Special thanks are due to Sky Marsen and Ioana Galleron, as well as to our colleagues Alina Rosca, Mihaela Duma and Loredana Netedu for the time invested in proofreading and copyediting some of the chapters.
We are truly indebted to the editorial team at Peter Lang, particularly to Ute Winkelkötter, Commissioning Editor, and Elisabeth Hanuschkin, Editorial Assistant for their tremendous patience and excellent support throughout the preparation of this book.
Petroleum-Gas University of Ploiesti
What does it mean to be persuasive and in what ways is persuasion linked to information? Are we persuasive only when we communicate “information”, and does being informative entail being persuasive? These seemingly innocuous questions have actually occupied much of philosophy since antiquity and have been considered from different disciplinary perspectives, including linguistics, literary theory and psychology. Rhetoric has convincingly shown, over millennia, that persuasion depends on the rhetorical context: it depends on the relationship between interlocutors, which includes matters of status, educational background and attitude, as well as on the purpose of the communication. One can persuade only if one makes use of signs that are in some way meaningful to the audience and can trigger an emotional and cognitive response. The information value of the utterance per se, detached from audience features, is insufficient for persuasive impact.
In addition to the rhetorical context, persuasion is affected by genre and mode. Particular genres carry expectations of content and mode. Annual reports of companies, for example, present information on the company’s performance during the year, but they are also promotional texts that emphasize achievements and downplay failures. Therefore, the persuasive aspect of the annual report is formed not only through its informational content but also through its promotional mode.
Language theorists on the whole agree that information communicated outside a specific context is meaningless. Some disagreement exists, however, on whether context is created in the utterance or by the utterance and on how much meaning we draw from an utterance and how much we attribute to it through interpretation. For example, speech act theory has shown that language has the power to regulate social relationships and implement changes in the material world. Much of this power comes from the function of the linguistic sign, which is to create links between the utterance as system and the physical world outside that system. These links are created through the interpretative process of decoding that takes place in the act of listening or reading, when the listener/reader attaches meaning to the text through his/her understanding of the denotative and connotative ← 11 | 12 → aspects of the linguistic signs. At the same time, however, there are compositional elements through which writers and speakers intentionally or unintentionally, use lexical choice to represent aspects of the world from a specific point of view in order to influence or persuade an audience.
Attitudinal semanticists would view a true-false distinction as inappropriate to linguistically constructed information, because even informational utterances are formed through subjective factors, such as point of view, and contextual markers, such as deixis (personal pronouns, phrases designating time and place, etc). For example, the meaning of an utterance would be modified if it were framed by the phrase “in my dream, I…” or “Hypothetically”, or if it were uttered without this framing. As Paul Saka points out “all expressions having point-of-view content raise questions about truth-conditions” (Saka 2007, 40). Similarly, for integrationists (for example Harris 1998), language is not a privileged system of signification, but only one such system out of many. The information produced by language is always complemented by a range of other activities in which language is integrated. In the words of Roy Harris, “to believe in invariant semantic values is to subscribe to the same kind of myth as the idea that the pound sterling is a monetary unit worth a guaranteed amount […] As in the case of money, value is not established a priori, but is what human beings create as the product of significant activity” (Harris 1998, 84–85).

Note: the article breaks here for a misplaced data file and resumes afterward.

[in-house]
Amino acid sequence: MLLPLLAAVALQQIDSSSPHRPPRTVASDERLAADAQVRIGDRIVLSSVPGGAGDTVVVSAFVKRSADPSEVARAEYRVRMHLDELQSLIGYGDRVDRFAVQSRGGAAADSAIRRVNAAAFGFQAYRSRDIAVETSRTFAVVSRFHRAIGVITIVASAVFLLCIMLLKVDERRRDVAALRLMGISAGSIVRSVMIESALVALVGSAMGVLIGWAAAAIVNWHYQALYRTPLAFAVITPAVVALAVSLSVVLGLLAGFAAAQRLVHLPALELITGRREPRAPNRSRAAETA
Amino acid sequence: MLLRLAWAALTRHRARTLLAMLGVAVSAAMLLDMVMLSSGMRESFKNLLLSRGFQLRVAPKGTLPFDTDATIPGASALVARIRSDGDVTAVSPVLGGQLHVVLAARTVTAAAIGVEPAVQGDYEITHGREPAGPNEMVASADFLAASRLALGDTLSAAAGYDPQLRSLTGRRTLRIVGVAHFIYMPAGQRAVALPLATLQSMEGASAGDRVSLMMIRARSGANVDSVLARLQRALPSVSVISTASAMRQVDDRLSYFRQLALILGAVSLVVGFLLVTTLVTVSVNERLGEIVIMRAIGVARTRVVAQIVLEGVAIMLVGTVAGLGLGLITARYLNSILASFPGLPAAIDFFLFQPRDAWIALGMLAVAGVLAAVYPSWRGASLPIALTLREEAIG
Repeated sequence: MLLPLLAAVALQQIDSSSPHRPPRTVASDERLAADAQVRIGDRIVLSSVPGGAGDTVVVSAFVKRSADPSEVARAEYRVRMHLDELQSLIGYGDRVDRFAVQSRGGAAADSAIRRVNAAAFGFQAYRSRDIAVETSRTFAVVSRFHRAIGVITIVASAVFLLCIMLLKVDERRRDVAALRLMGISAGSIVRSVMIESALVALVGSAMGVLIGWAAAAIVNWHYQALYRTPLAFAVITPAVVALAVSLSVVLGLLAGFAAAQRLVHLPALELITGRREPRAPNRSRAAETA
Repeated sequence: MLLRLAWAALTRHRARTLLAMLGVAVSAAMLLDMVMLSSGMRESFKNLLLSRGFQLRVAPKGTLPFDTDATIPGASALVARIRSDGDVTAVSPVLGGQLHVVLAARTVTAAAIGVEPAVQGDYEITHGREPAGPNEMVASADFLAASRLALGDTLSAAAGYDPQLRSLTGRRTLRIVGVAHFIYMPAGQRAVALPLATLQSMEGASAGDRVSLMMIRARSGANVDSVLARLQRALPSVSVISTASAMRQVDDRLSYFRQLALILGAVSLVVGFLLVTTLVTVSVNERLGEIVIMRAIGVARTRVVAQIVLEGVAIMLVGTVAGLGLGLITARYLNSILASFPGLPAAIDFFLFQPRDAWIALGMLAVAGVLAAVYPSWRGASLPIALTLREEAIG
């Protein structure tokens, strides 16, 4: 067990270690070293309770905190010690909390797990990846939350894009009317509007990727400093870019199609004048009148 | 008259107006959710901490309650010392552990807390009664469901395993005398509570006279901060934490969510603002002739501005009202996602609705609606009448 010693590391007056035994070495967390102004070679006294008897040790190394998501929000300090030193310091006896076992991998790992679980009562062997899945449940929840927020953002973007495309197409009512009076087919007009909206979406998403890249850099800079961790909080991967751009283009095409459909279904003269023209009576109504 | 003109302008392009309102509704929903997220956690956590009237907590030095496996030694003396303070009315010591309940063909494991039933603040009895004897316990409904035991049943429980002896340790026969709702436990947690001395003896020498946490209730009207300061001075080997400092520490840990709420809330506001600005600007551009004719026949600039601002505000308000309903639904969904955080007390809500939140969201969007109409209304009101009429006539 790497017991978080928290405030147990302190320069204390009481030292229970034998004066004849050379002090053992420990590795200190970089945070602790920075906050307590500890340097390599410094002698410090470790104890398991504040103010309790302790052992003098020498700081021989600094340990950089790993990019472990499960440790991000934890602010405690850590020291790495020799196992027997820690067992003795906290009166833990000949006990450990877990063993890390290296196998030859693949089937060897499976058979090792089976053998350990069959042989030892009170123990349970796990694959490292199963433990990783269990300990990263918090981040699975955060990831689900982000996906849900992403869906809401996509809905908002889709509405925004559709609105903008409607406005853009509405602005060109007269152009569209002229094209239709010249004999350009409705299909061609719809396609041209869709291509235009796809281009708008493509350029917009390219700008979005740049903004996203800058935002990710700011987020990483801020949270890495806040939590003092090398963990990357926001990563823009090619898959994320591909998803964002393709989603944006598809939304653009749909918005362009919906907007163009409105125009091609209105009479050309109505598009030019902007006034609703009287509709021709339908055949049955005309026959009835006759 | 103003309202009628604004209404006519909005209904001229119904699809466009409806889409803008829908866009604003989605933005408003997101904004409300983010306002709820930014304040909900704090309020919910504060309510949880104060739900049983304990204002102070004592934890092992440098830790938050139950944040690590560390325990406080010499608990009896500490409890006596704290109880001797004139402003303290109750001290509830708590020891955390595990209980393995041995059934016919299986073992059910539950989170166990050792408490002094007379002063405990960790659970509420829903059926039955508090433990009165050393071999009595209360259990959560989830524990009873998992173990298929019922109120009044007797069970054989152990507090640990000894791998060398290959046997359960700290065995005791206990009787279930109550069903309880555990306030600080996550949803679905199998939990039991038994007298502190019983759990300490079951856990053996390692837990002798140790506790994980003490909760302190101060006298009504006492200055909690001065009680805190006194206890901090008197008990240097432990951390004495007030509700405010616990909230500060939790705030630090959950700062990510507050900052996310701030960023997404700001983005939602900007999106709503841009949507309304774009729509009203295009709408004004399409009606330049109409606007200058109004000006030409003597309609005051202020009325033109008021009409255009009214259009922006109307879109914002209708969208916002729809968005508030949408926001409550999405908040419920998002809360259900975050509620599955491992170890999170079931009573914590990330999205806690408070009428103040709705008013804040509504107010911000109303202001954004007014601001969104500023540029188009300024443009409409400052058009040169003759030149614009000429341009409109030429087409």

For phenomenological approaches, meaning is created in the interaction between properties that are inherent to the perceived object, and attitudes, beliefs, and physical perceptive factors that pertain to the perceiving subject (Merleau-Ponty 1945, Marsen 2009). For phenomenologists, therefore, both information and persuasion can never be just linguistic phenomena. Rather they encompass the values, sensations and emotions that accompany the perception of an object in the phenomenal world. The phenomenological approach to meaning allows for an object to have different meanings for different individuals since the individual perceives properties of the object which may not appear to another individual. It also allows for the same object to have different meanings for the same individual in different contexts, since each context encourages particular properties of the object to appear.
Since persuasion is a meaningful activity that emerges in an individual’s interaction with the environment in particular contexts, the concept of embodiment is crucial. In fact, since the development of cognitive linguistics in the last 30 years or so, embodiment has generally been accepted as a major force in the meaning-making process. Cognitive linguists tend to agree that human conceptual forms are determined by the physical senses and embodied consciousness. For all such ← 12 | 13 → thinkers, how we assign meaning to a sign depends on how the sign corresponds to a physical or emotive state that we recognize. As Paula Niedenthal suggests, how “language corresponds to a physical comprehension relies in part on embodied conceptualizations of the situations that language describes” (Niedenthal 2007, 1005).